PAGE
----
In September 2019, Luthor obtained a Minnesota state court order changing his legal name from Gabriel Adam Alexander Langford to Gabriel Adam Alexander Luthor.
The lawsuit makes several allegations against Golden Victory Medical, including that the company, under the direction of Luthor and Brown, engaged in a pattern of fraudulent medical billings involving Medicaid and Medicare funds.
The complaint alleges that an independent audit determined that Golden Victory’s billing was inaccurate, with coding and billing accuracy levels at 32.44%, compared to an industry gold standard of 95%.
Golden Victory Medical has submitted an answer to the complaint, denying the allegations and submitting numerous affirmative defenses and counterclaims. In the counterclaims, Golden Victory claims Stewart engaged in racist behavior, created a hostile work environment and tried to take control of the company through wrongful means.
It is not known whether Stewart is a potential subject of a federal criminal investigation. If the government recovers funds under the False Claims Act, Stewart may be entitled to be paid a percentage of those funds. It does appear likely that Elizabeth Christine Brown and Gabriel Adam Alexander Luthor are the subjects of an extensive and substantial criminal investigation being conducted by postal inspectors.
EPLN consulted a prominent criminal law expert Christina Zauhar, a partner with the Halberg law firm, for insight into the case. Zauhar is not involved in the case.
Zauhar stated that “fraudulent billing of Medicare and Medicaid would certainly be a basis for criminal charges at either the state or federal level.”
She also noted that “based on my experience with similar cases, the search warrant would likely allow the government to seize property items that could potentially provide evidence of the alleged fraud, such as computers, phones, and any business-related paperwork. Technical devices like computers and phones would then be searched by digital forensic specialists.”
With regard to potential criminal liability, Zauhar stated that “depending on the extent of the alleged criminal wrongdoing, they would likely be facing felony-level federal charges of fraud and/or theft. A presumed sentence in a federal case is dependent on a variety of factors, including a person’s criminal record and the dollar amount loss.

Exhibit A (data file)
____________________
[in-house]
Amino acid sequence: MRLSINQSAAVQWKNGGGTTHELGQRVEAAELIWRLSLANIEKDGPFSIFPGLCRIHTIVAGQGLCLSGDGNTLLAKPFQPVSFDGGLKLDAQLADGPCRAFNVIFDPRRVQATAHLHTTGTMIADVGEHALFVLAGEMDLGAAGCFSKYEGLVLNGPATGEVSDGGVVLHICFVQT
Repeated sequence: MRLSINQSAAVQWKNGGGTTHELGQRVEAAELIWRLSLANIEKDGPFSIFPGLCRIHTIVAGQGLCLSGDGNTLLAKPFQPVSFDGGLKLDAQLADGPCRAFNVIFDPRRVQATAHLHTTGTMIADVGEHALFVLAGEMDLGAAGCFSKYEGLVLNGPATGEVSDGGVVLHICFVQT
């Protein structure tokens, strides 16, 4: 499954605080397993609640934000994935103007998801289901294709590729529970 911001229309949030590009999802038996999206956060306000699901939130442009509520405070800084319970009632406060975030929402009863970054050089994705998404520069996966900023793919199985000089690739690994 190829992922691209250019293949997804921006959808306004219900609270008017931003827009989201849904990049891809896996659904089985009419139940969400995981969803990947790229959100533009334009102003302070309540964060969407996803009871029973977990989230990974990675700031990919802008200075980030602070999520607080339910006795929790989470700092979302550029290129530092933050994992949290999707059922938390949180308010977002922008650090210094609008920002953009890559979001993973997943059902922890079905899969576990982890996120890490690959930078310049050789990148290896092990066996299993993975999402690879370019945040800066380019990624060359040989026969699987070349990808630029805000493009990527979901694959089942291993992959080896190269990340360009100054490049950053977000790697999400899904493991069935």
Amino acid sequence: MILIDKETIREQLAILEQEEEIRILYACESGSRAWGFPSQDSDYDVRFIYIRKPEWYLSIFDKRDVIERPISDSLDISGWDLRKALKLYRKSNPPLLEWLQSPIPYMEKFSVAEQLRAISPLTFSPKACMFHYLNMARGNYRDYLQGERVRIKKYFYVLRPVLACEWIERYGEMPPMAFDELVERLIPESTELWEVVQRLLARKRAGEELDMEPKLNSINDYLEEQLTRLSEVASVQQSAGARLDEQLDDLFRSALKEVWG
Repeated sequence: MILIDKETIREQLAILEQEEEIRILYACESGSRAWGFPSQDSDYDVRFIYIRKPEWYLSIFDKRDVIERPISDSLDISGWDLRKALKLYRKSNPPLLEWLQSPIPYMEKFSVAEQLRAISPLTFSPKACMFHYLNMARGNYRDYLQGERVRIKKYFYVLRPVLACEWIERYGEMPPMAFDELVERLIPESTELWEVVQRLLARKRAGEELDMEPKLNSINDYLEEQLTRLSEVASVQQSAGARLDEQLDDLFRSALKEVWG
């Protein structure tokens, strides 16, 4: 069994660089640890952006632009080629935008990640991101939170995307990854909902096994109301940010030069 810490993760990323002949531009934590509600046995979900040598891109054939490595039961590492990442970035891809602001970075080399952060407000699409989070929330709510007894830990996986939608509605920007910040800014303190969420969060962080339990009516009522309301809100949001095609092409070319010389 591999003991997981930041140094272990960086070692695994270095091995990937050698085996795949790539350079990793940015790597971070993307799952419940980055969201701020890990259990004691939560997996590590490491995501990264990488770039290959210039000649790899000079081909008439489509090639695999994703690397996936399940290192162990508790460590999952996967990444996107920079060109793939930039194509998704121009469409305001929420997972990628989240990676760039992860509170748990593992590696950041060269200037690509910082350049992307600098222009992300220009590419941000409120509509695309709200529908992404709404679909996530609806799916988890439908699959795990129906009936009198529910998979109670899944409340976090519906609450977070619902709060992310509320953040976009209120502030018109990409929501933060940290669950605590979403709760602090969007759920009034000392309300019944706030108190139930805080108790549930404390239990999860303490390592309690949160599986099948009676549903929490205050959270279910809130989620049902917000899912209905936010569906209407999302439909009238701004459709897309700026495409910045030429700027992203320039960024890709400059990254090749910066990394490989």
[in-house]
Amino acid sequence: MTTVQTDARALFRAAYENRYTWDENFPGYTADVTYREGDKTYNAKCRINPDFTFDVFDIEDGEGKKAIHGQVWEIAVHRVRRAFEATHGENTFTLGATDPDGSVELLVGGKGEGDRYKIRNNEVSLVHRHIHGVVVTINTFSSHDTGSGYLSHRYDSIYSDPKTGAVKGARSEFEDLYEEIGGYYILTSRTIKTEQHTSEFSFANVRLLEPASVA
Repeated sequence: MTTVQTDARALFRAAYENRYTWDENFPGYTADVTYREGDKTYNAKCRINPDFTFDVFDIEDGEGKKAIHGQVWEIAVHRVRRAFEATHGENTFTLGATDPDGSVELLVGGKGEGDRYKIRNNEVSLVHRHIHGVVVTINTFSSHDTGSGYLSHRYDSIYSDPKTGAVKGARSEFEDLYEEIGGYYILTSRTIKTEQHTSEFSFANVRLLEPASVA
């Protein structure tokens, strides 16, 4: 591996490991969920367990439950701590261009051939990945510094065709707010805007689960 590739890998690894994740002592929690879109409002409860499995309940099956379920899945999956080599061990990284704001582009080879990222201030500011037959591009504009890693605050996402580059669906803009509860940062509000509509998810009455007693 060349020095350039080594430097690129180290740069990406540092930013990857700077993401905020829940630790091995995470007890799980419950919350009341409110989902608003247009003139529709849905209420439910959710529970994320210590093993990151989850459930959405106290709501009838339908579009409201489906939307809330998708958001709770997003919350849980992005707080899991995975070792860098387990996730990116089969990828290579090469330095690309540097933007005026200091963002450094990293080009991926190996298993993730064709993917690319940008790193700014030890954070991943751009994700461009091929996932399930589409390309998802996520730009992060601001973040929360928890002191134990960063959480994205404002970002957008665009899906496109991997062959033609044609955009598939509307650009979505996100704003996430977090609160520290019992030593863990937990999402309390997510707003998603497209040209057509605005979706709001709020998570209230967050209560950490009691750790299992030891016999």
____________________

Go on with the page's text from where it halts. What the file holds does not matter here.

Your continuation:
“In an offense of this nature, I would anticipate a presumptive sentence involving prison time, even for a person without a prior criminal history,” Zauhar continued. “Criminal penalties can also include restitution, or a court order that a convicted person pay a victim back for money lost as a result of a crime. In a case like this, the victim would be the government.”
U.S. Postal Inspection Service response
On Jan. 24, EPLN contacted U.S. Postal Inspector Rachel Williams for comment on the ongoing investigation. Williams confirmed that the search warrant for the case is sealed and that the investigation is currently confidential.
When asked if Luthor and Brown were targets of the investigation, Williams stated, “I am unable to admit or deny.”
When asked if the investigation’s focus is on potential fraudulent billing to Medicare and Medicaid by Golden Victory Medical, Williams again stated, “I am unable to admit or deny.”
Criminal investigations can be complex and often move at their own pace. This particular investigation, which involves medical billing for services provided at multiple clinics in multiple locations, will likely involve a significant amount of money. While more information may be revealed in the future, it is currently unclear when that will happen.
Editor’s Note: Contributor Frank Farrell is on the EPLN Board of Directors and lives on Welters Way. Farrell, a lawyer, witnessed some of the events reported in this story.